An example of eke is to dig in a crowded refrigerator to find something that will due for dinner.
Origin of ekeMiddle English eken, to increase ; from Old English eacan and amp; eacian: see wax
- to add to so as to make sufficient; supplement: to eke out an income with a second job
- to manage to make (a living) with difficulty
- to use (a supply) frugally
Origin of ekeMiddle English ; from Old English eac, akin to German auch ; from Indo-European base an unverified form au-, again, on the other hand from source Classical Latin aut, Classical Greek au, on the other hand
Origin of ekeMiddle English, from Old English &emacron;ac, &emacron;c.
transitive verbeked, ek·ing, ekes
- To supplement with great effort. Used with out: eked out an income by working two jobs.
- To get with great effort or strain. Used with out: eke out a bare existence from farming in an arid area.
- To make (a supply) last by practicing strict economy. Used with out.
Origin of ekeMiddle English eken, to increase, from Old English &emacron;can; see aug- in Indo-European roots.
(third-person singular simple present ekes, present participle eking, simple past and past participle eked)
- 2012 July 11, Ben Perry, “Branson's spaceship steals the spotlight at airshow”, Yahoo News, accessed on 2012-07-12:
- British tycoon Richard Branson stole the show here Wednesday, announcing that he and his family would be on Virgin Galactic's first trip into space, as Airbus and Boeing eked out more plane orders.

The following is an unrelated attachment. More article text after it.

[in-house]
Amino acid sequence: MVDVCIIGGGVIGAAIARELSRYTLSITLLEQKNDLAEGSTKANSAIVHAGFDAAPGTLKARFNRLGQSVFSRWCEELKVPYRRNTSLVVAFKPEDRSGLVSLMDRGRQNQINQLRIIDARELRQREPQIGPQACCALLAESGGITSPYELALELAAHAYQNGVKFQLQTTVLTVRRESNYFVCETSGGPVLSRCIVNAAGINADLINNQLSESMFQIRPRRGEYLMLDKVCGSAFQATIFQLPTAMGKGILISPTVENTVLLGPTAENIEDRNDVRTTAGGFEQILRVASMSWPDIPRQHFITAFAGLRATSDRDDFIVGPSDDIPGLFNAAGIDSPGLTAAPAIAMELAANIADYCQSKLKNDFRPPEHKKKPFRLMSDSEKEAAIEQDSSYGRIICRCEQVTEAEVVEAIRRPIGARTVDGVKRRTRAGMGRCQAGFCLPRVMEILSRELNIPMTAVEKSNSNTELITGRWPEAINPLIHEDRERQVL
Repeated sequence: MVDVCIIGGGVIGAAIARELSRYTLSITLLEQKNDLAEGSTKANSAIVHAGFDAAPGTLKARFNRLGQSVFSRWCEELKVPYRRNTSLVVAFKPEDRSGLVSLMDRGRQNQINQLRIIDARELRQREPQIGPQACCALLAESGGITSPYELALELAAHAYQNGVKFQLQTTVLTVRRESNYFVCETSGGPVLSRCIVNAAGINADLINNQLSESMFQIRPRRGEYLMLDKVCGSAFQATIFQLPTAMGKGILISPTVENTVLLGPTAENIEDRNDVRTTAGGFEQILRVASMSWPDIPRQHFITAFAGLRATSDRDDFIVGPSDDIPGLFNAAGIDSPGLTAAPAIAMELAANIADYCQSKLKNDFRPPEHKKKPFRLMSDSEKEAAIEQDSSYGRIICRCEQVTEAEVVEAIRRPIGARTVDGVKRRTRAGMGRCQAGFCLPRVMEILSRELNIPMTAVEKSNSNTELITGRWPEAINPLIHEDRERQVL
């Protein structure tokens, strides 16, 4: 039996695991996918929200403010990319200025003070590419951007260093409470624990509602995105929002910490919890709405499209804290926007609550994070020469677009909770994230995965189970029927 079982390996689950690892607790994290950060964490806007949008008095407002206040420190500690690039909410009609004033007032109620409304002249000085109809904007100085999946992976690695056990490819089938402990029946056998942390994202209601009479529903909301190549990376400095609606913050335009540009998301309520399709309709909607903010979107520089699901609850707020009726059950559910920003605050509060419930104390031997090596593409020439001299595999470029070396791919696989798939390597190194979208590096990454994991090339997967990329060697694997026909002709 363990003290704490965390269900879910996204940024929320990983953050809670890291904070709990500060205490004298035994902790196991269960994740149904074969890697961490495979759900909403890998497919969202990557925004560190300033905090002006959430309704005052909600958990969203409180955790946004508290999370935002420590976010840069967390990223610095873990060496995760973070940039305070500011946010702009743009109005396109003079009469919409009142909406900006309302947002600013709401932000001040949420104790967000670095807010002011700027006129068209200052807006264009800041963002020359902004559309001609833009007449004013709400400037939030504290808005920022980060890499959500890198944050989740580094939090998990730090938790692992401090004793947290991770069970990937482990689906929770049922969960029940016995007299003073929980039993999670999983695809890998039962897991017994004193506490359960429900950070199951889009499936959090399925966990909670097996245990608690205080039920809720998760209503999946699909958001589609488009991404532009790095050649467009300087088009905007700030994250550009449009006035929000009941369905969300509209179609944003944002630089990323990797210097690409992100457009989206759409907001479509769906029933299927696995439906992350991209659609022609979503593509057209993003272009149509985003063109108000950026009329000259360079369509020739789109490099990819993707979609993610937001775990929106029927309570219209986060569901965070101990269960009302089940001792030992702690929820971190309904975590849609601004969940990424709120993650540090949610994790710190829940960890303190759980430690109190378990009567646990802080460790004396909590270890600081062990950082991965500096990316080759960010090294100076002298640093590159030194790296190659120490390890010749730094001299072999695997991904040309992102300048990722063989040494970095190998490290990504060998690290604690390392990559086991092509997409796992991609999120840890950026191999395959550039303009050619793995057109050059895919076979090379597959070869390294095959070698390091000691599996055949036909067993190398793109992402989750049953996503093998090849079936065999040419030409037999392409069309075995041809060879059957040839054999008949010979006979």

- (obsolete) An addition.
From Middle English eken (“to increase”), from Old English īecan (“to increase”), from West Germanic aukjana, from Proto-Germanic *aukaną (“increase”), from Proto-Indo-European *h₂ewg- (“to increase”). Akin to Danish øge, Icelandic auka, Swedish öka and Latin augeō, Old English ēac (“also”).
- (beekeeping, archaic) A very small addition to the bottom of a beehive, often merely of a few bands of straw, on which the hive is raised temporarily.
From Middle English eke, eake (“an addition”), from Old English ēaca (“an addition”). Akin to Old Norse auki (“an addition”).
- 1782, The Diverting History of John Gilpin, by William Cowper
- 'John Gilpin was a citizen / of credit and renown / A train-band captain eke was he / of famous London town.'